There are at least several root causes. But the elephant in the room is that people who see no better way to feel okay about themselves WILL take addictive drugs if they’re available. And, once addicted, they’ll seek them out if they’re not available. Trying to make them less available has almost no effect except on the price. Let me say that again: Interdicting drugs has almost no effect on usage.
Twelve step programs work, when they do work, by waiting until the victim is near death and only when they’re psychically broken does the system of replacing the addiction with a pseudo-religion work. By changing how the person sees themselves and giving then a different (perhaps more benign) addiction.
Making housing, education and jobs available though: That works starting almost immediately. Because when you’re feeling like you’ve made progress and you can see a better future, you no longer WANT the drugs. Though you still have to deal with an addiction if you have one.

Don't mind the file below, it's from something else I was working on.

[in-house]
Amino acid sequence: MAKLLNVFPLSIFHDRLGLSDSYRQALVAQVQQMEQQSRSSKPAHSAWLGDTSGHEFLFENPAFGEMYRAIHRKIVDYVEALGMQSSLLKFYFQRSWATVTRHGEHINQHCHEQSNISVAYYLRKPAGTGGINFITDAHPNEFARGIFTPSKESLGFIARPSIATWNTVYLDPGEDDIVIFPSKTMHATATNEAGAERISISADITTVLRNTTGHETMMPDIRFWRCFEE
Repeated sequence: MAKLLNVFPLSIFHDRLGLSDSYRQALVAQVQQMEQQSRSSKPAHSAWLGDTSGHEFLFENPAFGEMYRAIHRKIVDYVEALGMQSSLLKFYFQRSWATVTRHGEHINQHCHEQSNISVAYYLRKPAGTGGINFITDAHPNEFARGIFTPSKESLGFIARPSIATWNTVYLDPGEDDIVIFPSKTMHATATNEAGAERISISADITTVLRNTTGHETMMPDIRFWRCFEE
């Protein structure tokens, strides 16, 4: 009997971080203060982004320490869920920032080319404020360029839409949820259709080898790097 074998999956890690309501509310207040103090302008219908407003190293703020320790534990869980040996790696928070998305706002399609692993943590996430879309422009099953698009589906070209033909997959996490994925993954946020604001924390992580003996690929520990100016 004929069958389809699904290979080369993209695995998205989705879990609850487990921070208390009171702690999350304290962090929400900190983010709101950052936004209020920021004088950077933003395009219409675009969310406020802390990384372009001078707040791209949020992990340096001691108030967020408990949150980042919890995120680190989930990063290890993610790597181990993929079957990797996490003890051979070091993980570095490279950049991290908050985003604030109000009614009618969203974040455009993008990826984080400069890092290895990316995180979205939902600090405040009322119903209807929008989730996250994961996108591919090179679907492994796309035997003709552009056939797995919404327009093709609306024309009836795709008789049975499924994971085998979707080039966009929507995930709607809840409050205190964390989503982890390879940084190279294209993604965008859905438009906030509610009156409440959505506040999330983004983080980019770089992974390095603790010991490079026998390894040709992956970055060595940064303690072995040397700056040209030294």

First step is giving up on criminal law as a solution. Second step is viewing it as a public health problem.
I was addicted to cigarettes and smoked for years. I then became addicted to some drugs and some alcohol. I quit the drugs cold turkey because I didn’t like the way I felt. I quit drinking for the same reason. In 2005 after over 40 years of smoking several packs a day-I decided to quit smoking and did it cold turkey. What I discovered for myself is I wanted to quit, so I did. Nobody talked me into it, I did because I WANTED TO.
All too often, people find it ideologically preferable to concentrate on the problem rather than the uncomfortable causes. This is especially true of conservatives, cf. guns.